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Bills and Laws

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An idea for a law can come from anyone: an individual or group of citizens; a legislator or legislative committee; an agency in the executive or judicial branch; or a lobbyist.

 


By statute, state agencies must presession file bills. Legislators or legislative committees may file an unlimited number of measures within established timelines set by rule.

Learn more about the Legislative Process​A bill, the most common type of measure, is a proposal for a law. All statutes, except those initiated by the people or referred to the people by the Legislative Assembly, must be enacted through a bill.

The path of a bill, from the time it is just an idea to the time it arrives at the Governor's desk for approval, may follow a path with many detours. In order for a bill to become law, it must be passed by both Chambers in the identical form. A bill may be introduced in either the Senate or the House with the exception of revenue bills which must originate in the House. This is achieved through the following step-by-step process, using the House of Representatives, for example, as the house of origin.

Steps of How an Idea Becomes Law

  • An idea to change, amend or create a new law is presented to a Legislative Member.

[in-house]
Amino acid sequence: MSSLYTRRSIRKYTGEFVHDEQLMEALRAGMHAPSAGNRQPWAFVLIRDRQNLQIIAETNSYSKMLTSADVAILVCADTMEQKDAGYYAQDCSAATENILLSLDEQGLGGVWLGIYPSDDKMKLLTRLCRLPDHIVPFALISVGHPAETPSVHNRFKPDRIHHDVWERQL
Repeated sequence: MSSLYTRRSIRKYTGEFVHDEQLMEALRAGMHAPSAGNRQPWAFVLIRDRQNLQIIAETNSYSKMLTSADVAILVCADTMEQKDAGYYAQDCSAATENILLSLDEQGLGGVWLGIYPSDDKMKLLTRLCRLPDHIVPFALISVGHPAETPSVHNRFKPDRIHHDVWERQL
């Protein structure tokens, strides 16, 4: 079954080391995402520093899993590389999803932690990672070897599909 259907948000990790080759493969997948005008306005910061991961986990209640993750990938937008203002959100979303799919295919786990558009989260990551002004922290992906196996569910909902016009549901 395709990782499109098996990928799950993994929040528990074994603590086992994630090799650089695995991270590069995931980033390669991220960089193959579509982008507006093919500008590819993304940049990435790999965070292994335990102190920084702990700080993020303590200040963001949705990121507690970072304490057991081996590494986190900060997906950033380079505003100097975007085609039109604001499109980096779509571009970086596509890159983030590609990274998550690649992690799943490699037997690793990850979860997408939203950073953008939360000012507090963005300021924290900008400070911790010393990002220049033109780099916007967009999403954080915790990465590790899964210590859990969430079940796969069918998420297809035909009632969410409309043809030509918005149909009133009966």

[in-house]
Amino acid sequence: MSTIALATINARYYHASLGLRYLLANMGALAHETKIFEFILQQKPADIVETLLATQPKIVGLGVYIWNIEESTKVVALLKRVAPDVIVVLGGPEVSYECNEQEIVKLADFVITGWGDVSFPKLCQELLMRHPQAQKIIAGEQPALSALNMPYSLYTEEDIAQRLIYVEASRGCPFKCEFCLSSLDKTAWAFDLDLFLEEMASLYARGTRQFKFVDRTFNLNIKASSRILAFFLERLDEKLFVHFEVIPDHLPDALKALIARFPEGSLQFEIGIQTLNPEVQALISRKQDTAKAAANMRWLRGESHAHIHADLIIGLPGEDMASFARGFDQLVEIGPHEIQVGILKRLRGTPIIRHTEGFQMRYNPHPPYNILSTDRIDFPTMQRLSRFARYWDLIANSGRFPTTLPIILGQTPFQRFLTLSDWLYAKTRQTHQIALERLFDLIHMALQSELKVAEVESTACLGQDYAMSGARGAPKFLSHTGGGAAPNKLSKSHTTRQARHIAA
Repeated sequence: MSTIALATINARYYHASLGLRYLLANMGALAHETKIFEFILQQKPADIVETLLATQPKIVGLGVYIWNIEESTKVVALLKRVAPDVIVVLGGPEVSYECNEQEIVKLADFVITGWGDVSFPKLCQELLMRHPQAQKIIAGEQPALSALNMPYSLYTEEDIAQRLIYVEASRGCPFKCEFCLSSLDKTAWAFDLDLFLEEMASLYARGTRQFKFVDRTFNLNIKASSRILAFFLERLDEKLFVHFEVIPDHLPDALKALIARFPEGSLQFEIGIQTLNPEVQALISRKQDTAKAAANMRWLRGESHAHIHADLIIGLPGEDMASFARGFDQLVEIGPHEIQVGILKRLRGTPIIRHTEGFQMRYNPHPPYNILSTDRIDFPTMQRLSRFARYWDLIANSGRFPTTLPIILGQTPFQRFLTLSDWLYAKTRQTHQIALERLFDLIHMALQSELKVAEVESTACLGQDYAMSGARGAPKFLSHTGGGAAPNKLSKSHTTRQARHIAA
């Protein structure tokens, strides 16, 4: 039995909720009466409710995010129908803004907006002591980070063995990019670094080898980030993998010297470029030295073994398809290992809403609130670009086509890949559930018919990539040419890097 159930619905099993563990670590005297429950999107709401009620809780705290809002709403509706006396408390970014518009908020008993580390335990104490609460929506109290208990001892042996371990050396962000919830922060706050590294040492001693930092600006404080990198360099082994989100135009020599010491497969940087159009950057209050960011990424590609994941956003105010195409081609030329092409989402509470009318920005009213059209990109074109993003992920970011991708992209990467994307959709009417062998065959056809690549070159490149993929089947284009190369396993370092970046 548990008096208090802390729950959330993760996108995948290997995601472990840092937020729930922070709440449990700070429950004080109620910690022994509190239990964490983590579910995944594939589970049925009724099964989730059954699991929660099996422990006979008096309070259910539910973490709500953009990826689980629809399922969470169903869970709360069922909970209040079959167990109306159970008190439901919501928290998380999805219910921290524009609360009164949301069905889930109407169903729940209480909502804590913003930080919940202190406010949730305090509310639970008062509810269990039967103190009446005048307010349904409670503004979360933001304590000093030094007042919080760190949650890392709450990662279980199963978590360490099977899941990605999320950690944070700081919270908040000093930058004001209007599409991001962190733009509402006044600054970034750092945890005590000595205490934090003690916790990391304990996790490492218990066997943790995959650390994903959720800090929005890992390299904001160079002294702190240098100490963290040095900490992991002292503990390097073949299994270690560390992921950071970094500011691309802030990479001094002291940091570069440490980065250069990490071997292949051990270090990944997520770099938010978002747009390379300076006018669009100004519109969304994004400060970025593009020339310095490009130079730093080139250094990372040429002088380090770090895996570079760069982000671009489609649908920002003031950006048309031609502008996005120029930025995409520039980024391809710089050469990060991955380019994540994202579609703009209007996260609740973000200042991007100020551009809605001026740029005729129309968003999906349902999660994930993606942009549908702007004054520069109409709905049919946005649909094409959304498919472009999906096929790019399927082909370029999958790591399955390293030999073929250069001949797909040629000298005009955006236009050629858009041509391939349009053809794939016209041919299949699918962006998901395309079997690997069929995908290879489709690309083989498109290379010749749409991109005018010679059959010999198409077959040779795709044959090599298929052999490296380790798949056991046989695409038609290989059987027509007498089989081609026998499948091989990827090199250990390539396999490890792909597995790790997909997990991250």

• The Member decides to sponsor the bill and introduce it to their respective chamber, and requests that the attorneys in the Legislative Counsel's office draft the bill in the proper legal language.
  • The bill is then presented to the Secretary of Senate (Senate Chamber) or Chief Clerk of the House (House Chamber), who assigns the bill a number and sends it back to the Legislative Counsel's office to verify it is in proper legal form and style.
  • The bill is then sent to the State Printing Division, where it is printed and returned to Chamber for its first reading.
  • After the bill's first reading, the Speaker refers it to a committee. The bill is also forwarded to the Legislative Fiscal Officer and Legislative Revenue Officer for determination of fiscal or revenue impact the measure might have.

The full How an Idea Becomes Law is available on the Citizen Engagement page.

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